Producer Shares Views on Gene Editing

by Kevin Waetke

Emerging technology’s role on human, animal and crop health discussed

Thomas Titus
“Consumers are asking where their food comes from and how it is raised. That’s why I welcome every chance to talk about today’s pork production.”
– Thomas Titus, Illinois

An Elkhart, Illinois, pork producer joined science and ethics experts at CRISPRcon this summer to explore the role of gene editing. The first-of-its-kind conference is named for the genome editing technique that is known as Clustered Regularly Interspaced Short Palindromic Repeats (CRISPR).

Pork and grain producer Thomas Titus was part of a panel that discussed where CRISPR technology could take society by 2050. He was one of two farmers who joined scientific experts, physicians, patients, environmentalists, consumers and community leaders in exploring potential applications for gene editing, including human and animal health, agriculture and conservation.

“Gene editing will have a great impact on the future of farming and especially on livestock production,” Titus said. “Although in very early stages of development and acceptance, gene editing could ultimately be used to make pigs resistant to diseases, thereby improving food safety, animal welfare and the environmental impact.”

PRRS-Resistant Pigs?

Dave Pyburn, senior vice president of science and technology for the Pork Checkoff, noted that University of Missouri researchers are using gene editing to develop the first PRRS-resistant pigs.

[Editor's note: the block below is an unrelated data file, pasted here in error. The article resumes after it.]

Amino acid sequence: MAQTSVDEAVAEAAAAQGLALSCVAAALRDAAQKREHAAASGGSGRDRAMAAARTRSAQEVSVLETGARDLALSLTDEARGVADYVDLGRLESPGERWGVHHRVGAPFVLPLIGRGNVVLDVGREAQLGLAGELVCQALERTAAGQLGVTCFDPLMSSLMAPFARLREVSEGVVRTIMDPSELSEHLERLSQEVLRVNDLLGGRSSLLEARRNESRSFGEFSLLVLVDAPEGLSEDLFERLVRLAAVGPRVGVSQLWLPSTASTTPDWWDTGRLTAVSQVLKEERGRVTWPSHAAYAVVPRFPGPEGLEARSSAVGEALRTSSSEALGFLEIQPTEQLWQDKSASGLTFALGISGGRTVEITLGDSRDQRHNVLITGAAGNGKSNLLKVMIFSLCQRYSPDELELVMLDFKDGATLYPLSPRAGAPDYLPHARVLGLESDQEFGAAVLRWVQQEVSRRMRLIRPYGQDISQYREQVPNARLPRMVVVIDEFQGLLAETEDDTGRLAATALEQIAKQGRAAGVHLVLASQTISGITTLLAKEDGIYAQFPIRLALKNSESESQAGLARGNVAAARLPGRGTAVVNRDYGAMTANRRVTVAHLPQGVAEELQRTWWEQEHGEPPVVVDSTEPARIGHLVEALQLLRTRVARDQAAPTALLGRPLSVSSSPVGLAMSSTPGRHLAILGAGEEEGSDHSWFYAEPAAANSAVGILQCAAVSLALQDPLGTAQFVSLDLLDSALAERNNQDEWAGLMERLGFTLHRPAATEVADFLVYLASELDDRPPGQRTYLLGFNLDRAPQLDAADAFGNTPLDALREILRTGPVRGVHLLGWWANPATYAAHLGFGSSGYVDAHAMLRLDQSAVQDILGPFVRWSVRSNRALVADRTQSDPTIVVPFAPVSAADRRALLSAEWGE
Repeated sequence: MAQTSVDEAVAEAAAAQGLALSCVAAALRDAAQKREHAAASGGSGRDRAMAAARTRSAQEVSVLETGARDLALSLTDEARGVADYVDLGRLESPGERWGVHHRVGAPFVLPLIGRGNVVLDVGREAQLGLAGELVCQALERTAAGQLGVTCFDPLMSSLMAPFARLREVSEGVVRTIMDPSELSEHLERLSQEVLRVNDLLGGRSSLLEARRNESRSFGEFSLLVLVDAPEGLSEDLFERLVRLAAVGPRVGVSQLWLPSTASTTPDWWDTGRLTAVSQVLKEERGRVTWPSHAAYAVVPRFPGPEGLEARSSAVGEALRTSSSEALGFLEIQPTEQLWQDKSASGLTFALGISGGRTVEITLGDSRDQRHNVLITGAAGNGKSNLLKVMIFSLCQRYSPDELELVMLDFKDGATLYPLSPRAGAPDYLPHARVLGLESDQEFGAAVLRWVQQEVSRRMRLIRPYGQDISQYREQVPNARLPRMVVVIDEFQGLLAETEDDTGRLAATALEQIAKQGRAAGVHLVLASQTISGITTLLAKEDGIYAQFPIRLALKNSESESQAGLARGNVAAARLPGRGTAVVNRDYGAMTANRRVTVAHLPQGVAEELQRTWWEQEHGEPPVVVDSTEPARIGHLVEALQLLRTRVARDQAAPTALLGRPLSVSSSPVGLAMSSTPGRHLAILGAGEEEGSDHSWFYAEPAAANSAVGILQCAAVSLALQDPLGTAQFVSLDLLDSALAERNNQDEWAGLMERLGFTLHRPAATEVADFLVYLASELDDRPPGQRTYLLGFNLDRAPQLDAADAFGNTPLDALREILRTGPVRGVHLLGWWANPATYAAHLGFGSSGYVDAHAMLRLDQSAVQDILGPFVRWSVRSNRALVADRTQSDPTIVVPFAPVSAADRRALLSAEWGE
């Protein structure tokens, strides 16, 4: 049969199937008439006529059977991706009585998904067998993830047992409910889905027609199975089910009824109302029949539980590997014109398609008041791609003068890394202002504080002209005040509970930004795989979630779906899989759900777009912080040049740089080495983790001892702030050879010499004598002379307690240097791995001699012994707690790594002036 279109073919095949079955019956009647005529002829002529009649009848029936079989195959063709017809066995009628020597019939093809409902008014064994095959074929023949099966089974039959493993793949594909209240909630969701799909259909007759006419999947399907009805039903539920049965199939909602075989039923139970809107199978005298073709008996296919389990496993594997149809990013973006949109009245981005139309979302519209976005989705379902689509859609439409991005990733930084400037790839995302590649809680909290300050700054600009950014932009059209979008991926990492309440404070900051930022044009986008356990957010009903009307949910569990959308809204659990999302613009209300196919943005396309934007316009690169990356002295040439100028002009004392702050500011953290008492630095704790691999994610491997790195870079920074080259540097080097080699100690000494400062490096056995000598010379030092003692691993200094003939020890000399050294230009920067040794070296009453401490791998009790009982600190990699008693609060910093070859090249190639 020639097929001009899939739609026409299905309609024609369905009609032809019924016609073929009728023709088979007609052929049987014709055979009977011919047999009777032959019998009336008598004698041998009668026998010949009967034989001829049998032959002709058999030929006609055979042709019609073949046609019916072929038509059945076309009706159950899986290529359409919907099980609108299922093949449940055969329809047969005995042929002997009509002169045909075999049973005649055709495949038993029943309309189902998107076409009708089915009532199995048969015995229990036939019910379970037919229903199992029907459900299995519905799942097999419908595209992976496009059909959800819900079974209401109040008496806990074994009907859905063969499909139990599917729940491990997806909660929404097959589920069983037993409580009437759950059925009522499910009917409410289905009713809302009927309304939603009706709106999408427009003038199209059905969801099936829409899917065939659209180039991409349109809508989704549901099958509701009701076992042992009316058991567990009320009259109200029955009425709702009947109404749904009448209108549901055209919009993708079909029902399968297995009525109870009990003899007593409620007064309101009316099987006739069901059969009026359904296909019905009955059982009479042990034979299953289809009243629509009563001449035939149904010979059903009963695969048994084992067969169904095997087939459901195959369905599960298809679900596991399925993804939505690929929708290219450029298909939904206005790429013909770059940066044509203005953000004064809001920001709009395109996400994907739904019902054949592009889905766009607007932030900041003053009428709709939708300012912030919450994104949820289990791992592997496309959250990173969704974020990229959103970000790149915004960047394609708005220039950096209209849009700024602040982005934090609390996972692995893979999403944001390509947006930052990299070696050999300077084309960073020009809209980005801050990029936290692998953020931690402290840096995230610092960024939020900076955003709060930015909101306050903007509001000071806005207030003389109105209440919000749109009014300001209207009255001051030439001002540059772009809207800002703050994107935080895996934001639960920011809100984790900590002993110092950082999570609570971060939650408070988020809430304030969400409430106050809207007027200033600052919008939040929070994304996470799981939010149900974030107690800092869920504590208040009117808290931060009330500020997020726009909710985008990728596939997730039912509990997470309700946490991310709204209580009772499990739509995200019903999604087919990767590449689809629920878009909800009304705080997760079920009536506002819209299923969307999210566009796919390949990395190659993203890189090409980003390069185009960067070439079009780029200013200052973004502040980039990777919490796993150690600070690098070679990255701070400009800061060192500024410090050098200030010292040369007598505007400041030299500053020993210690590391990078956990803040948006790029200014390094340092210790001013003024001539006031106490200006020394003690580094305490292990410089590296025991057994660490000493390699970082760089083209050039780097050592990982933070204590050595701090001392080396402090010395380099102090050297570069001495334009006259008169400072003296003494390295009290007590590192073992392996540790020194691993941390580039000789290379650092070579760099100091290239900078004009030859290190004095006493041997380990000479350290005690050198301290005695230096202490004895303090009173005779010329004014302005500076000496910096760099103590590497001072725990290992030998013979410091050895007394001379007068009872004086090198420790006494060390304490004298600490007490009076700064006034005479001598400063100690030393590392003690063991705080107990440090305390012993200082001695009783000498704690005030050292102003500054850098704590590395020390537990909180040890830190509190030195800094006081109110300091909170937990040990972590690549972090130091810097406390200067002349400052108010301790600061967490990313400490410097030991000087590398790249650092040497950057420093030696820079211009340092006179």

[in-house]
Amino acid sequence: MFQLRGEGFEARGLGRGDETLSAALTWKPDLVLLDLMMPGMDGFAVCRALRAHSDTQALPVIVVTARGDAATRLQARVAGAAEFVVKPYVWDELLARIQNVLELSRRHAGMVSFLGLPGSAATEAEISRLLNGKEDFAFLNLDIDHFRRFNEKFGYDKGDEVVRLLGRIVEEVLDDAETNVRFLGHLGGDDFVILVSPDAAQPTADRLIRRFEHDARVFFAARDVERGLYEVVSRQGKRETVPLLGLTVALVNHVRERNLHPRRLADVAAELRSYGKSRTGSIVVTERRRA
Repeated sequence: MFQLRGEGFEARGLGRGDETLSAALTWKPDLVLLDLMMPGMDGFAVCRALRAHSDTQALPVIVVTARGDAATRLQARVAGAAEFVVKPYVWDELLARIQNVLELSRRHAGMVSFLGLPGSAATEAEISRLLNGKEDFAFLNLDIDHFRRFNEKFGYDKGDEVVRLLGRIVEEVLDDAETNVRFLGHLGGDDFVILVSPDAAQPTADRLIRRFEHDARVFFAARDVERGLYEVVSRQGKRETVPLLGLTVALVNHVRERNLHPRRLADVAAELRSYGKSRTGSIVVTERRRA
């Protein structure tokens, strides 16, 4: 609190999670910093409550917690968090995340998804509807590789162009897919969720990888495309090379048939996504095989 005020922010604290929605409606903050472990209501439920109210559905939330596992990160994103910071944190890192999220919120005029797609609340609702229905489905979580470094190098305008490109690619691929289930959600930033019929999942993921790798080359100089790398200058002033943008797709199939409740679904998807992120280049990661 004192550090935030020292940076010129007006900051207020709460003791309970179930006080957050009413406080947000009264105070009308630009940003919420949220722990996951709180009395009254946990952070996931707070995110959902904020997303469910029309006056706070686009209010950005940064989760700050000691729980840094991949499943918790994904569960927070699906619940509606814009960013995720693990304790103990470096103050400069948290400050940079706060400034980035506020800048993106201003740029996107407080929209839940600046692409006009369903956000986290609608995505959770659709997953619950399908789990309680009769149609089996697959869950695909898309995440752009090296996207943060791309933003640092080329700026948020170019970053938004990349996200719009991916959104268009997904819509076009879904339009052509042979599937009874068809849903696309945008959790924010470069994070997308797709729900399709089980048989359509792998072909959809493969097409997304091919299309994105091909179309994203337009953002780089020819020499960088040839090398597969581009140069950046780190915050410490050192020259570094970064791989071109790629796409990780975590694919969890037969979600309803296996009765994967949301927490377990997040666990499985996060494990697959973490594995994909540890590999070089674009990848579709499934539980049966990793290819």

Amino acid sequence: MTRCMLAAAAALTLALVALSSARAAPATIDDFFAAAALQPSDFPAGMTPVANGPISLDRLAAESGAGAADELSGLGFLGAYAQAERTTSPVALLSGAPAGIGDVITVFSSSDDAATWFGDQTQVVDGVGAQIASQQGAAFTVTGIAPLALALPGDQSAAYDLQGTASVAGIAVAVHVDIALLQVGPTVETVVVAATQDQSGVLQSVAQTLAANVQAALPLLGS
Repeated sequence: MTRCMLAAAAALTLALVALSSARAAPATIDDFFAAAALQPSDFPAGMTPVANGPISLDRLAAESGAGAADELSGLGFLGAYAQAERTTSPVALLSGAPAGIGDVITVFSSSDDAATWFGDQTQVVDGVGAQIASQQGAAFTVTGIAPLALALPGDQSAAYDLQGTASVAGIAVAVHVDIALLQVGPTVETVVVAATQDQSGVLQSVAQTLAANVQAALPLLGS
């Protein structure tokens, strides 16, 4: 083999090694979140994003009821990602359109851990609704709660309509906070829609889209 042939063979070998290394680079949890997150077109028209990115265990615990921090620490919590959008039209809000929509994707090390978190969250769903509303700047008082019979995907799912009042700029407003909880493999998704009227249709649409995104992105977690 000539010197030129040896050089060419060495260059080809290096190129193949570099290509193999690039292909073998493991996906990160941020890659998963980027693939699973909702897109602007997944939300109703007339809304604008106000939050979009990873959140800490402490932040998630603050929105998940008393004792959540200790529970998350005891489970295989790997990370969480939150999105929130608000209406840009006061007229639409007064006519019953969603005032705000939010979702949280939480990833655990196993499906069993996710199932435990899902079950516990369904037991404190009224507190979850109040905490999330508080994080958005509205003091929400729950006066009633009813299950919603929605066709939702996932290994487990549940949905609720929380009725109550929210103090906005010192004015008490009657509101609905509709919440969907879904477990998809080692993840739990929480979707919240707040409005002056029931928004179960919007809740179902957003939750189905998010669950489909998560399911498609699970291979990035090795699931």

“CRISPR technology allows precise changes to be made to the DNA of living cells, which holds the potential to transform agriculture and enable massive leaps forward in environmental and life science,” Pyburn said.

Through keynote speakers, panels and interactive discussions, the two-day CRISPRcon offered a forum for those with a stake in gene editing to share ideas, ask and answer questions and explore the path forward.

The Pork Checkoff and National Pork Producers Council supported Titus’ participation. Other panelists included representatives from the Center for Genetics and Society, the Institute for the Future, the PICO National Network and The Breakthrough Institute.

“Consumers are asking where their food comes from and how it is raised,” Titus said. “That’s why I welcome every chance to talk about today’s pork production. I appreciated the opportunity to share how I raise pigs with key influencers in food production at CRISPRcon.”

Other topics addressed during the conference included societal perceptions and acceptance of CRISPR application in surgery, human health and food production and conservation.

how does gene editing work - infographic